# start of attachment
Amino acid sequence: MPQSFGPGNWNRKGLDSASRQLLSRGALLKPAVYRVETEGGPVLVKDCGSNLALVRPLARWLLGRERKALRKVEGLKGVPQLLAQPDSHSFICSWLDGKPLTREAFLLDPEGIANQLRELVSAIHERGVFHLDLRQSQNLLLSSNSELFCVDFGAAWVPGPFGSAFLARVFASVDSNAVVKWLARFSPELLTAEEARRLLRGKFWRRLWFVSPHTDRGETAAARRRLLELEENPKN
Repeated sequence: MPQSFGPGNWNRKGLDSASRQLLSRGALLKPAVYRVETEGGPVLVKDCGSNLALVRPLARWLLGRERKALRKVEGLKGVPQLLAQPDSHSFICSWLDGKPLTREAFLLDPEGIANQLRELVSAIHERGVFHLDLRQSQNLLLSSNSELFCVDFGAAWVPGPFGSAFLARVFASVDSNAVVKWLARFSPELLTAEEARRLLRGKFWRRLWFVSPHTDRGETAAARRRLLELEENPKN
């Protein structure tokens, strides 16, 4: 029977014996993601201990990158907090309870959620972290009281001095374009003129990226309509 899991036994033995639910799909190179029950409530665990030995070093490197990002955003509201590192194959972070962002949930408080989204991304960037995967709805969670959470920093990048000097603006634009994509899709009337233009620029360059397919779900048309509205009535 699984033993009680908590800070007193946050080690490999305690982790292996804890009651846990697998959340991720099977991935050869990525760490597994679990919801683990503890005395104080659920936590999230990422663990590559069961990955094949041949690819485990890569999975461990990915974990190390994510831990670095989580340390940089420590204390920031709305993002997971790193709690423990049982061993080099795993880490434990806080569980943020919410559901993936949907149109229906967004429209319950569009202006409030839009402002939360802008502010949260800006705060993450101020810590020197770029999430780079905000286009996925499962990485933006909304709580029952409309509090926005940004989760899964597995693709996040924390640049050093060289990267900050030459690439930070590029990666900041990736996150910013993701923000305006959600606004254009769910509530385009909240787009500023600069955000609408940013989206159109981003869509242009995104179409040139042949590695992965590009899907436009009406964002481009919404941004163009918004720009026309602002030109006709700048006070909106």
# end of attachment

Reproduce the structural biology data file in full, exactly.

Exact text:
Amino acid sequence: MPQSFGPGNWNRKGLDSASRQLLSRGALLKPAVYRVETEGGPVLVKDCGSNLALVRPLARWLLGRERKALRKVEGLKGVPQLLAQPDSHSFICSWLDGKPLTREAFLLDPEGIANQLRELVSAIHERGVFHLDLRQSQNLLLSSNSELFCVDFGAAWVPGPFGSAFLARVFASVDSNAVVKWLARFSPELLTAEEARRLLRGKFWRRLWFVSPHTDRGETAAARRRLLELEENPKN
Repeated sequence: MPQSFGPGNWNRKGLDSASRQLLSRGALLKPAVYRVETEGGPVLVKDCGSNLALVRPLARWLLGRERKALRKVEGLKGVPQLLAQPDSHSFICSWLDGKPLTREAFLLDPEGIANQLRELVSAIHERGVFHLDLRQSQNLLLSSNSELFCVDFGAAWVPGPFGSAFLARVFASVDSNAVVKWLARFSPELLTAEEARRLLRGKFWRRLWFVSPHTDRGETAAARRRLLELEENPKN
């Protein structure tokens, strides 16, 4: 029977014996993601201990990158907090309870959620972290009281001095374009003129990226309509 899991036994033995639910799909190179029950409530665990030995070093490197990002955003509201590192194959972070962002949930408080989204991304960037995967709805969670959470920093990048000097603006634009994509899709009337233009620029360059397919779900048309509205009535 699984033993009680908590800070007193946050080690490999305690982790292996804890009651846990697998959340991720099977991935050869990525760490597994679990919801683990503890005395104080659920936590999230990422663990590559069961990955094949041949690819485990890569999975461990990915974990190390994510831990670095989580340390940089420590204390920031709305993002997971790193709690423990049982061993080099795993880490434990806080569980943020919410559901993936949907149109229906967004429209319950569009202006409030839009402002939360802008502010949260800006705060993450101020810590020197770029999430780079905000286009996925499962990485933006909304709580029952409309509090926005940004989760899964597995693709996040924390640049050093060289990267900050030459690439930070590029990666900041990736996150910013993701923000305006959600606004254009769910509530385009909240787009500023600069955000609408940013989206159109981003869509242009995104179409040139042949590695992965590009899907436009009406964002481009919404941004163009918004720009026309602002030109006709700048006070909106």